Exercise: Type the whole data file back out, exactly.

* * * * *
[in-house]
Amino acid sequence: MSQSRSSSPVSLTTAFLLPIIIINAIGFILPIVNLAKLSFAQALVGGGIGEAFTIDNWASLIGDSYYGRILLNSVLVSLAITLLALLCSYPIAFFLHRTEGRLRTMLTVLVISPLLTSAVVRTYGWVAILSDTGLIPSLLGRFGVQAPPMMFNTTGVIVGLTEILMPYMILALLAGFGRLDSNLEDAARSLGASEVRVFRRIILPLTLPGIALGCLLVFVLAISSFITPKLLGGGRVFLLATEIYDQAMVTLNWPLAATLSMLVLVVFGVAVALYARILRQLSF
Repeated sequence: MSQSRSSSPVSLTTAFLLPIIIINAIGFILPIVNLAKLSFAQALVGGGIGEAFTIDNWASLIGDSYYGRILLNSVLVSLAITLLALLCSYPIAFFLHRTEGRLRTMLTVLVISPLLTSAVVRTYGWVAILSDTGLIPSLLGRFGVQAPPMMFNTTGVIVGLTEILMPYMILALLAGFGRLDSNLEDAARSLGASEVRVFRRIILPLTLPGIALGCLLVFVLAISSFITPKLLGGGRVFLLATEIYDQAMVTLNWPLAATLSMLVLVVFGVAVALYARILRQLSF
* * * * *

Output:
[in-house]
Amino acid sequence: MSQSRSSSPVSLTTAFLLPIIIINAIGFILPIVNLAKLSFAQALVGGGIGEAFTIDNWASLIGDSYYGRILLNSVLVSLAITLLALLCSYPIAFFLHRTEGRLRTMLTVLVISPLLTSAVVRTYGWVAILSDTGLIPSLLGRFGVQAPPMMFNTTGVIVGLTEILMPYMILALLAGFGRLDSNLEDAARSLGASEVRVFRRIILPLTLPGIALGCLLVFVLAISSFITPKLLGGGRVFLLATEIYDQAMVTLNWPLAATLSMLVLVVFGVAVALYARILRQLSF
Repeated sequence: MSQSRSSSPVSLTTAFLLPIIIINAIGFILPIVNLAKLSFAQALVGGGIGEAFTIDNWASLIGDSYYGRILLNSVLVSLAITLLALLCSYPIAFFLHRTEGRLRTMLTVLVISPLLTSAVVRTYGWVAILSDTGLIPSLLGRFGVQAPPMMFNTTGVIVGLTEILMPYMILALLAGFGRLDSNLEDAARSLGASEVRVFRRIILPLTLPGIALGCLLVFVLAISSFITPKLLGGGRVFLLATEIYDQAMVTLNWPLAATLSMLVLVVFGVAVALYARILRQLSF